So as to better illustrate my position, I’ll be making reference to an incident which occurred over four years ago. But whether it occurred yesterday or before Christ, it remains a perfectly suitable example of how, when it comes to criminal justice, most people tend to let their worst emotions rule.

The incident to which I refer is when, not too long ago, an American named Michael Fay was sentenced in Singapore to receive six lashes (reduced to four thanks to pressure from the U.S.) to his rear end. The skin of the offending buttocks is split open on the first lick, and it only gets worse after that. The medical community compared this to the equivalent of torture. Yet to my astonishment people across our entire country, even people I knew personally, applauded this punishment as just and proper. And so naturally I was curious as to what Limbaugh had to say about it, mostly because of his tremendous weight . . . with the American people.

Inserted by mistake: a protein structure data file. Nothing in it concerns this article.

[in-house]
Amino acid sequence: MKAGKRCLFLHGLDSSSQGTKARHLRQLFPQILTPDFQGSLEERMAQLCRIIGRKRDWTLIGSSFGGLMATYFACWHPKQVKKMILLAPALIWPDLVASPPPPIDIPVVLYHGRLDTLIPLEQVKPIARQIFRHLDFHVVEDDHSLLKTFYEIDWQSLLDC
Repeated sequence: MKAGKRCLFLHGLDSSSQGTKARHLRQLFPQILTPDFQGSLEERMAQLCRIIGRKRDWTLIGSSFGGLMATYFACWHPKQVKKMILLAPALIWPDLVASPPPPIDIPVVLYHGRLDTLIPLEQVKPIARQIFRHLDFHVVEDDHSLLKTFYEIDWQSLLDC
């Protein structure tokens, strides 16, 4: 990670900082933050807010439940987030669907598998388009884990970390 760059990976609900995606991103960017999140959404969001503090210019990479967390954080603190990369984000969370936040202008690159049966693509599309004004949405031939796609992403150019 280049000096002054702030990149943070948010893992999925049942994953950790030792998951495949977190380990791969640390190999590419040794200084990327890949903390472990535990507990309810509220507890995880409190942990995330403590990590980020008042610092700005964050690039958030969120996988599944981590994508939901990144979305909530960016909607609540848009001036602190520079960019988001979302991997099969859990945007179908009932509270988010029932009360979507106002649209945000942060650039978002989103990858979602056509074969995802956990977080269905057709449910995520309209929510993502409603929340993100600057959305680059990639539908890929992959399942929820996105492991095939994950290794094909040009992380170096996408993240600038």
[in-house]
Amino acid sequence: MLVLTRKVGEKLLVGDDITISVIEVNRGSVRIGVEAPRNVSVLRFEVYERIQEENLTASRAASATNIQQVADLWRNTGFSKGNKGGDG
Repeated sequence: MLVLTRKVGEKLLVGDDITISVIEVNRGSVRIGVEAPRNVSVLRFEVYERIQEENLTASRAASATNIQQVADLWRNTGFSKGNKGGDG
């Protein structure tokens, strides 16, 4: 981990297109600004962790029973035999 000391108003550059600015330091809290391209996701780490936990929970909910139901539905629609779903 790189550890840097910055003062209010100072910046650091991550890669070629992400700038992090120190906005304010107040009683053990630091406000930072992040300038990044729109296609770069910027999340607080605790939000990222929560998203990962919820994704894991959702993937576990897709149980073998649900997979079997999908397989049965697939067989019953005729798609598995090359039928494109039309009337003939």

And oddly enough, somehow I actually thought he might condemn the lashing. Go figure. Not that I was surprised when he didn’t condemn it (I’d come to the point where only the most vile of idiocy to spew from his large head could surprise me), but I was disappointed. He sat there and not only didn’t condemn it, but suggested we should be learning from Singapore’s punishment system. ‘‘There’s a lesson to be learned from the way Singapore is running its affairs. We ought to learn it and learn it fast.’’

I was under the impression that the fundamental premise on which America was founded was freedom. And that this included the freedom of all citizens, even those who have broken the law, not to be subjected to cruel or unusual punishment.